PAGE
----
• scissors
  • sewing needle, thread

Instructions

1. Using the rotary cutter and ruler, cut the felt in to strips 1/2 inch wide by 12 inches long. You will need 2 strips of felt for each candy.

2. Choose two different colored strips. Layer one strip on top of the second, matching the long edges. Starting at one short edge, roll up the two strips. You will now have a disk with a two-colored spiral. This is your candy.

img_0441

3. Stitch the short ends of the felt to the roll with a couple of small stitches to hold them in place.

img_0443

4. Cut a rectangle of tulle about 4 by 8 inches. It should be wide enough to wrap around your candy with a little overlap. This will be the wrapper.

5. Wrap the candy in the tulle wrapper. Cut two pieces of embroidery floss or ribbon. Use a square knot to tie the ends of the wrapper on each side.

img_0447

6. Trim the ends of the wrapper so they are even.

7. Thread a piece of embroidery thread in your needle. Stitch through the candy and then back again to the other side. Remove the needle and tie the ends of the thread together to make a hanging loop.

Holiday Ornament Tutorial: Frosty Polar Bears

img_0620Materials

  • 6 x 6 inches of white felt
  • 6 x 6 inches pale blue, grey or green felt
  • white embroidery thread, white sewing thread
  • an assortment of white, clear, silver and pale blue sequins, any shape or size
  • white, clear or silver seed beads
  • narrow ribbon, about 6 inches long

Tools

  • Small sharp scissors
  • Beading needle
  • Embroidery sewing needle

A note about the sequins I used: I found snowflake shaped sequins in the scrapbooking section at the craft store and I think they were really perfect on this snow bear. You can also find squares, stars and other shapes.

Instructions

1.  Right-click or option-click the bear pattern below and save it to your computer. Then print it out. Using the pattern, cut out one bear from white felt.

2.  Thread your beading needle with a piece of regular sewing thread.  Tie a knot in the end.  Poke the needle through from back to front, where you would like one sequin to be.

3.  Thread a sequin, then a seed bead on to the needle.  Stitch back through the hole in the sequin, back through the fabric and pull the thread snug.  The bead will hold the sequin in place.  Cover the bear shape with as many or as few sequins as you like.

4. Continue to stitch the rest of the sequins in the same way.  Be careful not to pull the thread too tight between stitches making the felt pucker.  When you have finished adding sequins, tie off your thread on the back and trim the ends. You can add just a few or cover the bear with sparkles.  That’s up to you.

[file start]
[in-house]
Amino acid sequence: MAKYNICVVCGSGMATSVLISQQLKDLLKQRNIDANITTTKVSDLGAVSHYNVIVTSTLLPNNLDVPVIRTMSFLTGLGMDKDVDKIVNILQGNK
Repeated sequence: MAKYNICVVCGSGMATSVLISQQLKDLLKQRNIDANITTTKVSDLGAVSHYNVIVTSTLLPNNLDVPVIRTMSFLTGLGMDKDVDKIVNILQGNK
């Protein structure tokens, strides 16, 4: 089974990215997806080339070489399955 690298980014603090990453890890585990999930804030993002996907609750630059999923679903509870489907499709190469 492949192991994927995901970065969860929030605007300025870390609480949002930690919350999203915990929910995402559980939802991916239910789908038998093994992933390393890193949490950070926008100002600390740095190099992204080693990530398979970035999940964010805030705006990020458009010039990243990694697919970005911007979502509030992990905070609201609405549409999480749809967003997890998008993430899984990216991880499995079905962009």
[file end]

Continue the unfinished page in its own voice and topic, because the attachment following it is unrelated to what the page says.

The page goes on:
img_0608

5.  Place your be-spangled bear on the colored felt. Thread a needle with embroidery thread and tie a knot in the end.  Poke the needle from front to back just inside the edge of the bear.  Pull the thread until it stops at the knot.

6.  Blanket stitch around the edge of your bear. As you get to the top of the bear’s back, fold the ribbon in half, place the cut ends of the ribbon between the layers of felt and stitch them into the blanket stitch as well.

img_0612

7.  Trim the extra colored felt about 1/8 inch bigger than the bear, leaving an outline of the colored felt.  Be careful not to trim the ribbon.

polarbear

Holiday Ornaments: Deer in the Headlights Tutorial

img_0600I made these little deer ornaments originally as gifts for my co-workers one year. A friend took one look at the goggle-eyed deer and said “That’s what deer in the headlights look like.” The name stuck.

Materials

  • felt, 4×5 inch piece in any color
  • embroidery thread and sewing thread, any color
  • scrap of fabric about 4 by 5 inches
  • fusible paper-backed webbing (like Heat N Bond Lite or Wonder Under)
  • 8 mm sequins, white or another pastel color
  • a few dark colored seed beads

Tools

  • pencil
  • beading needle or small sewing needle
  • iron & ironing board
  • small sharp scissors like Fiskars microtip

Instructions

1.  Right-click or option-click on the deer pattern piece to save the pattern piece below to your computer. Then print it out. Trace the deer pattern on to the paper backed fusible webbing.  Following the instructions on the packaging, iron it to fuse it on to the back of your scrap fabric.deerheadlights

2.  Cut out your deer.

3.  Peel off the paper backing from the felt deer and place the deer, glue side down, on to a piece of felt.  Iron to fuse it in place. Note: If you are using acrylic felt rather than wool felt, please test a scrap first to make sure it doesn’t melt when you iron it.img_0586

4.  Cut out around your deer again, leaving about 1/8 inch border of felt all the way around.

img_0588

5.  To make the eyes, thread your beading needle with a piece of regular sewing thread.  Tie a knot in the other end.  Poke the needle through from back of the deer to front, where you would like one eye to be.  Pull until it stops at the knot.img_0590

6.  Thread a sequin and then a seed bead on to the needle.  Poke the needle then back through the hole in the sequin, and back through the fabric. Pull the thread snug.  The bead will hold the sequin in place. Repeat for the other eye.  Tie off your thread on the back and trim the ends.

img_0594

7.  With a 6 inch piece of embroidery thread, stitch through the felt between the antlers and make a loop to hang your deer.  Tie the ends together.